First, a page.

With the rise of eugenics in the latter part of the nineteenth century, such deviations were viewed as dangerous to the health of entire populations.With disability viewed as part of a person's biological make-up and thus their genetic inheritance, scientists turned their attention to notions of weeding such "deviations" out of the gene pool.
Contemporary understandings of disability derive from concepts that arose during the West's scientific Enlightenment; prior to the Enlightenment, physical differences were viewed through a different lens.
During the Middle Ages, madness and other conditions were thought to be caused by demons.
Physiological functional capacity (PFC) is a related term that describes an individual's performance level.
It gauges one's ability to perform the physical tasks of daily life and the ease with which these tasks are performed.
Disability substantially affects a person's life activities and may be present from birth or occur during a person's lifetime.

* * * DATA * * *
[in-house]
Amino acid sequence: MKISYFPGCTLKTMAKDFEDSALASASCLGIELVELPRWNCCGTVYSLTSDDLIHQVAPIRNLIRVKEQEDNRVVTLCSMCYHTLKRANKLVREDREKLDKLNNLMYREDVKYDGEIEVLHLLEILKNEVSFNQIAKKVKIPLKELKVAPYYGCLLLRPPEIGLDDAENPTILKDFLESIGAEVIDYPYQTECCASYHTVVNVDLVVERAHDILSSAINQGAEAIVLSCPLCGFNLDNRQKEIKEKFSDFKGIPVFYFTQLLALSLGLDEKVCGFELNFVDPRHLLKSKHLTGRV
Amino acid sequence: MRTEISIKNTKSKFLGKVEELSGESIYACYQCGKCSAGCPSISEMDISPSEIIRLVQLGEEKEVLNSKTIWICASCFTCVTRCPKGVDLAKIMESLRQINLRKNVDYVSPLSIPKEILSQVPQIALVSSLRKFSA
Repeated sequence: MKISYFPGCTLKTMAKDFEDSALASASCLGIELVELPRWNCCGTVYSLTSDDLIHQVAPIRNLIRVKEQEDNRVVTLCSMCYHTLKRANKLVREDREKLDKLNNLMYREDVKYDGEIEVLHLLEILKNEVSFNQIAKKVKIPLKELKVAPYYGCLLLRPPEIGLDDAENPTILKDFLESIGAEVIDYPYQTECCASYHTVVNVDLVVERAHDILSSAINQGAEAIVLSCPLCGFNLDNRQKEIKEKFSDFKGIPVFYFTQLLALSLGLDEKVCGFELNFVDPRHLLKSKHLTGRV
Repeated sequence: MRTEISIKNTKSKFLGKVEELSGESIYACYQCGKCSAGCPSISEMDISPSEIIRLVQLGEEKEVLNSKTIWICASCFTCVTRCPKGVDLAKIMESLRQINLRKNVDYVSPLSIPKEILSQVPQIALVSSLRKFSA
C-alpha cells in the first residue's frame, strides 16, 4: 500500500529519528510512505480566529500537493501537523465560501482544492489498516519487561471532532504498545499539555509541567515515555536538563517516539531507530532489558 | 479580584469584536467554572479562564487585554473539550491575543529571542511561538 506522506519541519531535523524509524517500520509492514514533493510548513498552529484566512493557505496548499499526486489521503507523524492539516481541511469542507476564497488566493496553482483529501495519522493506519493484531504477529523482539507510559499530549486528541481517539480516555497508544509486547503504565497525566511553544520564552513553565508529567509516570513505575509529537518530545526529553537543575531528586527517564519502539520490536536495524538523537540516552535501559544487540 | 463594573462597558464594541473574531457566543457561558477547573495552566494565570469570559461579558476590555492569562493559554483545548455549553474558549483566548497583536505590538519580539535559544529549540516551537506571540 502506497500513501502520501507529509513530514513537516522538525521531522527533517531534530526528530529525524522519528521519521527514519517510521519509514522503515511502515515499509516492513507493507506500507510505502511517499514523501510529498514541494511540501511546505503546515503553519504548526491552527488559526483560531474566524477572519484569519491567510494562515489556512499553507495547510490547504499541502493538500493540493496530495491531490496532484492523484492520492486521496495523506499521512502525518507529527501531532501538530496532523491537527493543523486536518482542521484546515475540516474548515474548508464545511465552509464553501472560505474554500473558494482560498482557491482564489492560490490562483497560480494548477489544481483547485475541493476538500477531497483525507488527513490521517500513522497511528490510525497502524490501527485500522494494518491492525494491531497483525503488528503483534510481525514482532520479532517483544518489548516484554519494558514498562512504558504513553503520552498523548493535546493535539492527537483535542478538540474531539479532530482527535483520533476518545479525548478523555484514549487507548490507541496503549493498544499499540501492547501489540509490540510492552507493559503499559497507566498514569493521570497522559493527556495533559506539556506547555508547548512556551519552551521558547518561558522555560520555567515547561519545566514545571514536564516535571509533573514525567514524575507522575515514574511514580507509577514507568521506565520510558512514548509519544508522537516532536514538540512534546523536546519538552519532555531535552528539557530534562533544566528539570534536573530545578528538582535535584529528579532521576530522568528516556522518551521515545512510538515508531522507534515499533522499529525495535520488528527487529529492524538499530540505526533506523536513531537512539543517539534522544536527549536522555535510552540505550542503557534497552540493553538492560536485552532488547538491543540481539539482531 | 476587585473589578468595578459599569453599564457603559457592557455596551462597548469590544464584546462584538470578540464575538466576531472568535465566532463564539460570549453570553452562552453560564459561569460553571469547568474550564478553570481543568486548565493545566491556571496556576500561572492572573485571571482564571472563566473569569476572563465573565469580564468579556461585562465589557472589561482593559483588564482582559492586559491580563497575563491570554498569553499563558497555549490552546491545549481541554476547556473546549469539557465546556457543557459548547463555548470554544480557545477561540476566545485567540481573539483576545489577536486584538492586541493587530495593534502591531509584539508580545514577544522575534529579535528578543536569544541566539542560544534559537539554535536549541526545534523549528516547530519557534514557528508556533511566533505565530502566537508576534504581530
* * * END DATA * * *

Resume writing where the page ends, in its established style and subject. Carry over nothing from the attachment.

Disabilities is an umbrella term, covering impairments, activity limitations, and participation restrictions.
In handicap racing, horses carry different weights based on the umpire's estimation of what would make them run equally.
The use of the term to describe a person with a disability – by extension from handicap racing, a person carrying a heavier burden than normal – appeared in the early 20th century.
Foremost among these was the development of clinical medical discourse, which made the human body visible as a thing to be manipulated, studied, and transformed.
These worked in tandem with scientific discourses that sought to classify and categorize and, in so doing, became methods of normalization.